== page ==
Lots of news on the farmed salmon front lately. The  world’s leading scientist working on educating the public on this threat, Ms. Alexandra Morton of Canada, has a new video covering the several disturbing bits of news regarding salmon farming. From Canada’s taking down of the Cohen Commission’s comprehensive web site (the government spent $26M on the commission!), to a new genetically modified salmon, to the EU failing to properly protect the public from high levels of toxins in Norwegian farmed salmon, this 9 minute video is worth a short break from your day.

It’s more clear than ever that saying no to farmed salmon is the right thing to do, and that their industry looks more and more like nuclear power, a failed experiment that just won’t go away because there is too much money at stake.

PT – Quimper Grange to host documentaries on GMO products

Quimper Grange will be hosting four documentaries on how genetically engineered foods impact our health, the health of our agricultural system and the health of the environment. (A poster describing the films is attached).

If you are only now becoming aware of the campaign to get Genetically Modified foods (GMO) at least labeled properly or the threat to our food supplies and your ability to continue to get organic food, then you should think of seeing one of these if not all these films.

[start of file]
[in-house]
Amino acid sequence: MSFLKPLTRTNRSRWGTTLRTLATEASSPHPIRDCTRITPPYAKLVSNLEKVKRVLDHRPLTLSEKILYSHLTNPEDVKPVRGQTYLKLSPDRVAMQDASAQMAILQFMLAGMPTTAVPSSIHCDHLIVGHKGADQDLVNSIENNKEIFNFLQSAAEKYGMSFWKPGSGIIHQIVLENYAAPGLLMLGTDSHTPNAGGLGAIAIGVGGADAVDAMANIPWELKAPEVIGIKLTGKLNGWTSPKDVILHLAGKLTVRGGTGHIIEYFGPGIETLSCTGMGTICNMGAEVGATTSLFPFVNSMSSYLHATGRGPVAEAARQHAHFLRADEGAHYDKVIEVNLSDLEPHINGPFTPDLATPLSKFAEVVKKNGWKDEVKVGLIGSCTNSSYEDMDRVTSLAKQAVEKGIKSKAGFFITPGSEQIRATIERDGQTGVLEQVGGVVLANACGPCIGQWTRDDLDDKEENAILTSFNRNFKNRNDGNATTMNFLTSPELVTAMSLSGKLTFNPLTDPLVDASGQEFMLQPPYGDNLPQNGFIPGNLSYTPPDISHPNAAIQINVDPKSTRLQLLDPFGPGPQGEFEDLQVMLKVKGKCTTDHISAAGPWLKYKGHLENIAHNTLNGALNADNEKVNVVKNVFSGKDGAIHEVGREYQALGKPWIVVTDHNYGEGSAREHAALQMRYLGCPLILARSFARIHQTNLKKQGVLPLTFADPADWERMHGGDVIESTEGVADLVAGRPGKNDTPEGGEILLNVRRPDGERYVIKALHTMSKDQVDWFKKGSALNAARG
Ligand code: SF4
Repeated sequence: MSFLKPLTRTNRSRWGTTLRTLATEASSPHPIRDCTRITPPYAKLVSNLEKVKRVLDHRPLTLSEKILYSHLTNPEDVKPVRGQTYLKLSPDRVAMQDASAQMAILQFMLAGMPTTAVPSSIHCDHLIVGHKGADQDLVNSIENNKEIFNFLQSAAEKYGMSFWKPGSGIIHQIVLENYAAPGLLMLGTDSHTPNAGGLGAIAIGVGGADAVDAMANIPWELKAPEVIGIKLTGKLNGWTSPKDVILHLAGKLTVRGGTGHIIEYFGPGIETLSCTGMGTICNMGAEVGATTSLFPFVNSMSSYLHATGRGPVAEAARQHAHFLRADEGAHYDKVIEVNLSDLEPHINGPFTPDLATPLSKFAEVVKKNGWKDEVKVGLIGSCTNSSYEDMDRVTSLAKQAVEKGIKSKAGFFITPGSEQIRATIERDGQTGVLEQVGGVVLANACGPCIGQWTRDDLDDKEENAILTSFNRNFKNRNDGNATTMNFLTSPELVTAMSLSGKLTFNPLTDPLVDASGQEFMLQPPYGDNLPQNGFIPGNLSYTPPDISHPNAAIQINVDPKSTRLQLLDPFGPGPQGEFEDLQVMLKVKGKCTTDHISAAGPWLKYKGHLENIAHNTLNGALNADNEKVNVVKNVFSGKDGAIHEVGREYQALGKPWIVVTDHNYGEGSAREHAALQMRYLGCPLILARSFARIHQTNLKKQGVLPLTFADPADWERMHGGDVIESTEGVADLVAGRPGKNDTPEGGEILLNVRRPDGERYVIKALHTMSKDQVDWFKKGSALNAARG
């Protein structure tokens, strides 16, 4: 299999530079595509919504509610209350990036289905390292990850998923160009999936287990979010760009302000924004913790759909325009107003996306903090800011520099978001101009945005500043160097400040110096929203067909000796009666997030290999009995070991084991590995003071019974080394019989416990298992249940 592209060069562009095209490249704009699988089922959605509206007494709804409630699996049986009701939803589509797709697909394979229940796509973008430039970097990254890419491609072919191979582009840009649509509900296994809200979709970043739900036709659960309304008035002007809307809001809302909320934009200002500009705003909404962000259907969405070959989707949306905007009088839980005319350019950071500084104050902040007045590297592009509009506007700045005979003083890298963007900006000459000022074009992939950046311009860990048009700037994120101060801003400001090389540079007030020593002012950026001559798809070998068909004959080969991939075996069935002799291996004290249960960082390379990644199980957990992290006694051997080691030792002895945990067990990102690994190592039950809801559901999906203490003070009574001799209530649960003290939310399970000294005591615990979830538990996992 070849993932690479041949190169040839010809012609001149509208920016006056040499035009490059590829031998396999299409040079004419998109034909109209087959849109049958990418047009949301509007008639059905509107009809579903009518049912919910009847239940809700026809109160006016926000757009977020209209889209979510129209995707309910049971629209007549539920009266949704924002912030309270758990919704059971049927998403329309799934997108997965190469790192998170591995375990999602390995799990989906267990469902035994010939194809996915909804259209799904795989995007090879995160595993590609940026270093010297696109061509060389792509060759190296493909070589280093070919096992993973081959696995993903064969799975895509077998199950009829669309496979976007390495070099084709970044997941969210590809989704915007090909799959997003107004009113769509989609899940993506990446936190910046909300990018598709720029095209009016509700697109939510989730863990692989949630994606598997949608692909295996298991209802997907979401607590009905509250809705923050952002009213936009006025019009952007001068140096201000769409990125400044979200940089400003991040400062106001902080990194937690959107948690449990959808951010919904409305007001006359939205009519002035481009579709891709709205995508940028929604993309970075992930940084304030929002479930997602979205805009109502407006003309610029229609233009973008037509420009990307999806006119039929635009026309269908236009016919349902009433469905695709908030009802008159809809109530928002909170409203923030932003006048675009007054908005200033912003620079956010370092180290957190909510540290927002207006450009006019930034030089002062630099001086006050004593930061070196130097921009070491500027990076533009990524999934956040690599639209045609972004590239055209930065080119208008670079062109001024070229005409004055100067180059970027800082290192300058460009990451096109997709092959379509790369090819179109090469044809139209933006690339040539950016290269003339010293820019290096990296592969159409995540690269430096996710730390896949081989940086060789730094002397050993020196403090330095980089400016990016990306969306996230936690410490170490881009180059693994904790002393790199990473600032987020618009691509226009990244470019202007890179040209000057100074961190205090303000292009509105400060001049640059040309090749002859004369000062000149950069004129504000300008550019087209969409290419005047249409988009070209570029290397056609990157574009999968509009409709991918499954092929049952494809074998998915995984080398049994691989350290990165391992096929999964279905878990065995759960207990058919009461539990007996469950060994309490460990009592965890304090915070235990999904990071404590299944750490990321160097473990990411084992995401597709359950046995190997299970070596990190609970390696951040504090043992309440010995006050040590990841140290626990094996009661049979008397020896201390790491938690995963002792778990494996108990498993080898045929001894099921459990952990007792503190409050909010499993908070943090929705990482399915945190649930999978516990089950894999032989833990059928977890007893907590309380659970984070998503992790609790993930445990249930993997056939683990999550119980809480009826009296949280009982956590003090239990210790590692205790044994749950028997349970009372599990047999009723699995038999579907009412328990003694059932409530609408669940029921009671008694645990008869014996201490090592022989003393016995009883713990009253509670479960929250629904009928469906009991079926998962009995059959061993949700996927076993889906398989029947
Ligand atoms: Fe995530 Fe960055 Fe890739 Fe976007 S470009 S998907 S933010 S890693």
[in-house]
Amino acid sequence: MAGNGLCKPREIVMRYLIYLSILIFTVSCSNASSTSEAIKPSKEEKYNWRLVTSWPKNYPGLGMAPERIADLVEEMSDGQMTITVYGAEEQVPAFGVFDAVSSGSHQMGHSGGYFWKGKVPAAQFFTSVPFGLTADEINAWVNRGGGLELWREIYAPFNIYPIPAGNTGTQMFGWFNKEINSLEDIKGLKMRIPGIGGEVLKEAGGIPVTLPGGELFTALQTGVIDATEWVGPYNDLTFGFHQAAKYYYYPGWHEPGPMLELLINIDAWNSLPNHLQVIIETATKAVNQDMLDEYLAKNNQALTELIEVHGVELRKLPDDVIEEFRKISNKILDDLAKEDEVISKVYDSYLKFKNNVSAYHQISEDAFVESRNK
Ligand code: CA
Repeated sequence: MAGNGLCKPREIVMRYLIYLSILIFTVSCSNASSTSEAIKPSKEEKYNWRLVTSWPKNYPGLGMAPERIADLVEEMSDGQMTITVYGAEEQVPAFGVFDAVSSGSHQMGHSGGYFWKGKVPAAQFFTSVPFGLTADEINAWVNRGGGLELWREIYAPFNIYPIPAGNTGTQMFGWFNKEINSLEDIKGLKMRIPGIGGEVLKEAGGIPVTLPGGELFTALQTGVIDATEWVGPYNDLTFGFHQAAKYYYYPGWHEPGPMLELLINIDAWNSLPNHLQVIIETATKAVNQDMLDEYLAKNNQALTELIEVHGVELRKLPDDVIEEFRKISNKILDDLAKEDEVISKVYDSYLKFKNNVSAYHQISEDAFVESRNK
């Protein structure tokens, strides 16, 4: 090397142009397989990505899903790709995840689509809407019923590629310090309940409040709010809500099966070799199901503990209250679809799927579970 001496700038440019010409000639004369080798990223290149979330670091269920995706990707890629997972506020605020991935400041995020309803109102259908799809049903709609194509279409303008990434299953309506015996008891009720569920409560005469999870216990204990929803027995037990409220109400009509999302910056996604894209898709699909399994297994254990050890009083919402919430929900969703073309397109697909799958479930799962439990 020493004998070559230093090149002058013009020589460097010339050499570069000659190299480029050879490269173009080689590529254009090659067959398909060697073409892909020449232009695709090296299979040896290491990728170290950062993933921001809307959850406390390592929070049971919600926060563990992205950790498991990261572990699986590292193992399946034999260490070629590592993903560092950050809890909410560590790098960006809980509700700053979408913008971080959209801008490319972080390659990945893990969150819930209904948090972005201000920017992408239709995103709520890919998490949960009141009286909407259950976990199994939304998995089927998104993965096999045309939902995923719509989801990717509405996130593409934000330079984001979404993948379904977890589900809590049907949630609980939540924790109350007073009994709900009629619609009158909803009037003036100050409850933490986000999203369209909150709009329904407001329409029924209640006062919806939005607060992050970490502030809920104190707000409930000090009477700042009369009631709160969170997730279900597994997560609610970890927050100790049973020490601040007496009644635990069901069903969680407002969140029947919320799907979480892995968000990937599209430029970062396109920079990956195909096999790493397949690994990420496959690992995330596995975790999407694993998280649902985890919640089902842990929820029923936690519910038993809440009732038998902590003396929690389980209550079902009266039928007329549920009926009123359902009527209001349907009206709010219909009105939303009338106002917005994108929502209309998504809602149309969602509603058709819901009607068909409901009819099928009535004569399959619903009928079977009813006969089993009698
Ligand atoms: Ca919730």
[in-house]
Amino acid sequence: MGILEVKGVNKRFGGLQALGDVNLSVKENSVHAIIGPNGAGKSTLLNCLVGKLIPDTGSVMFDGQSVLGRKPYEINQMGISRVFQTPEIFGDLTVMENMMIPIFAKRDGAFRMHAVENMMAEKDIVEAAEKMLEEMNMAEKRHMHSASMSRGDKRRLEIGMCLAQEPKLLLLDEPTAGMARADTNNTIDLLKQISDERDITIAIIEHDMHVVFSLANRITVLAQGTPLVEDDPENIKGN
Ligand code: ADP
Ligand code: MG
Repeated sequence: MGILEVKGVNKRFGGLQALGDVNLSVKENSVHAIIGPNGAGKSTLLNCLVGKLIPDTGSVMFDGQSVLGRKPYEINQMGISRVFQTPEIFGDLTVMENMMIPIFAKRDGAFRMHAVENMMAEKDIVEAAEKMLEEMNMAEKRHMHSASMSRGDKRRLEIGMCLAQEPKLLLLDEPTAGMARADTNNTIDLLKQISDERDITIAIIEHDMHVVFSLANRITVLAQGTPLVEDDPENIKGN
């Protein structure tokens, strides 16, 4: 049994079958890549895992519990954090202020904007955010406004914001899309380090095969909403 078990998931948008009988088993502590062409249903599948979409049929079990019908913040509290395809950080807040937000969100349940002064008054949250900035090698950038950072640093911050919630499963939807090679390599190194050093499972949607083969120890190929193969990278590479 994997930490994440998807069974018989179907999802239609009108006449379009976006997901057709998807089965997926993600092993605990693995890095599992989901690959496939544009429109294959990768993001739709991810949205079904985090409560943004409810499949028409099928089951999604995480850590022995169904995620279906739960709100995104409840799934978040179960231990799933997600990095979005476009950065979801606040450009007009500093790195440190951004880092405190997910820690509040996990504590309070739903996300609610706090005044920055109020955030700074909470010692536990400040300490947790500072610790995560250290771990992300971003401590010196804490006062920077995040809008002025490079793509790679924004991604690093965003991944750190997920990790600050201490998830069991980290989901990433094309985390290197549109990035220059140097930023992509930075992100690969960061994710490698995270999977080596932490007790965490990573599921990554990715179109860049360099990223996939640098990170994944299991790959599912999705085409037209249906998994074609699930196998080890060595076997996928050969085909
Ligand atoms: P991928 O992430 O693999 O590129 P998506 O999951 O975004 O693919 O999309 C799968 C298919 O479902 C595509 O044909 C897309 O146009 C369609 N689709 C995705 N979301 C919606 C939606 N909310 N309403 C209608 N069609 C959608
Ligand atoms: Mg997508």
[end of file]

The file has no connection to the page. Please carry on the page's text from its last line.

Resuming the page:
The schedule for Quimper Grange screenings are:





GMO Films 11x17 size

Talk on GMO fish at Quimper Grange in PT April 1st.

Though it will be held April 1st, this is no joke. A talk by one of the leading people educating the public on the issues of fish farming and protecting wild salmon stocks.


Risks of genetic engineering of salmon will be the main topic of Anne Mosness’ program at Quimper Grange on Monday, April 1st. Anne has spent many years as captain of salmon fishing boats and comes from a commercial fishing family. She is a long time advocate for wild fish, healthy coastal ecosystems and economies. Her background includes representing wild fisheries at the UN Forum for Food Sovereignty, Slow Fish, Slow Food and organizing Blue Festival educational events.

When the genes of unrelated species of fish are combined it is possible to them to grow bigger and faster however there has not been adequate research on human health risks, the environment, or impacts on traditional food producers and businesses. If a GE salmon patent is granted it will open the floodgates for patenting other species of transgenic fish. Several laws and regulations currently being considered are very important and will be discussed at the Grange program.

Anne will talk about the potential for pollution of the gene pool and how open cages have proven incapable of confining farmed fish which could have dire consequences in the in the marine environment.

In 2006 Quimper Grange authored a resolution in support of labeling genetically engineered organisms that was adopted as Washington State Grange’s policy position. Now, in light of impending legislation Quimper Grange reiterates its support of labeling genetically engineered foods and presents the public with an opportunity to learn about current and urgent genetic engineering issues. Quimper Grange, 1219 Corona Street (at the N. end of Sheridan). Doors open at 7:00 for socializing (potluck finger foods encouraged). Program starts at 7:30 for more information call Marla Streator at 385-6924.

More on Anne Mosness at